Command-line tools can be 235x faster than your Hadoop cluster

As I was browsing the web and catching up on some sites I visit periodically, I found a cool article from Tom Haydenabout using Amazon Elastic Map Reduce (EMR) and mrjob in order to compute some statistics on win/loss ratios for chess games he downloaded from the millionbase archive, and generally have fun with EMR. Since the data volume was only about 1.75GB containing around 2 million chess games, I was skeptical of using Hadoop for the task, but I can understand his goal of learning and having fun with mrjob and EMR. Since the problem is basically just to look at the result lines of each file and aggregate the different results, it seems ideally suited to stream processing with shell commands. I tried this out, and for the same amount of data I was able to use my laptop to get the results in about 12 seconds (processing speed of about 270MB/sec), while the Hadoop processing took about 26 minutes (processing speed of about 1.14MB/sec).

After reporting that the time required to process the data with 7 c1.medium machine in the cluster took 26 minutes, Tom remarks

“This is probably better than it would take to run serially on my machine but probably not as good as if I did some kind of clever multi-threaded application locally.”

This is absolutely correct, although even serial processing may beat 26 minutes. Although Tom was doing the project for fun, often people use Hadoop and other so-called Big Data ™ tools for real-world processing and analysis jobs that can be done faster with simpler tools and different techniques.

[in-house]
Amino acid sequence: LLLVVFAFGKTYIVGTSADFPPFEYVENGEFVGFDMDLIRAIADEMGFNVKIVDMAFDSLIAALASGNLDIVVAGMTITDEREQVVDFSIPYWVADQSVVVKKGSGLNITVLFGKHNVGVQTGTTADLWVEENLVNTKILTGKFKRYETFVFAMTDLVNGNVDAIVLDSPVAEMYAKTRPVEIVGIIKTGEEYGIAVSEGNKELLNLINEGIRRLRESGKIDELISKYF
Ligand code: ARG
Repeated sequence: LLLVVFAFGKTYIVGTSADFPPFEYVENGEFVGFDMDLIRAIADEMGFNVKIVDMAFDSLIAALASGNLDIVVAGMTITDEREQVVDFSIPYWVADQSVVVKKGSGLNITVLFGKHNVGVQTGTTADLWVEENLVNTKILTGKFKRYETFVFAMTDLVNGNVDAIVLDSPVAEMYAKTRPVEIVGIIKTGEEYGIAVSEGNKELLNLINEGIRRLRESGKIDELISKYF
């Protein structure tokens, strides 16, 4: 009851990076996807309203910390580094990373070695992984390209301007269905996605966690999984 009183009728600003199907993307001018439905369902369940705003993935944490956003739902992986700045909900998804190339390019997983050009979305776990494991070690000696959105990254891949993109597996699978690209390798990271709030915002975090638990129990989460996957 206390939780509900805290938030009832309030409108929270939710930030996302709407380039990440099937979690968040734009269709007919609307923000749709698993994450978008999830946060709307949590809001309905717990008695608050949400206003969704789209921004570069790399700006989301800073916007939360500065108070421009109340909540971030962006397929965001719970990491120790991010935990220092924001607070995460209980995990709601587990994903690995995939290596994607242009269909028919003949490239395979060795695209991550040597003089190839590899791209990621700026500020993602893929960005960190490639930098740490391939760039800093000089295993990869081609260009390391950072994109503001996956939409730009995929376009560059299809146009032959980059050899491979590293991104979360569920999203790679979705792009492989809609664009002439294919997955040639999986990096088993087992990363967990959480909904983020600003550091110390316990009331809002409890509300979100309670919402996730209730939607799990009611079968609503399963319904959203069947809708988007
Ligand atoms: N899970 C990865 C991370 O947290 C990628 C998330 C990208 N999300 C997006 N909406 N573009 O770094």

One especially under-used approach for data processing is using standard shell tools and commands. The benefits of this approach can be massive, since creating a data pipeline out of shell commands means that all the processing steps can be done in parallel. This is basically like having your own Storm cluster on your local machine. Even the concepts of Spouts, Bolts, and Sinks transfer to shell pipes and the commands between them. You can pretty easily construct a stream processing pipeline with basic commands that will have extremely good performance compared to many modern Big Data ™ tools.

An additional point is the batch versus streaming analysis approach. Tom mentions in the beginning of the piece that after loading 10000 games and doing the analysis locally, that he gets a bit short on memory. This is because all game data is loaded into RAM for the analysis. However, considering the problem for a bit, it can be easily solved with streaming analysis that requires basically no memory at all. The resulting stream processing pipeline we will create will be over 235 times faster than the Hadoop implementation and use virtually no memory.

http://aadrake.com/command-line-tools-can-be-235x-faster-than-your-hadoop-cluster.html

Hadoop filesystem at Twitter

“Twitter runs multiple large Hadoop clusters that are among the biggest in the world. Hadoop is at the core of our data platform and provides vast storage for analytics of user actions on Twitter. In this post, we will highlight our contributions to ViewFs, the client-side Hadoop filesystem view, and its versatile usage here.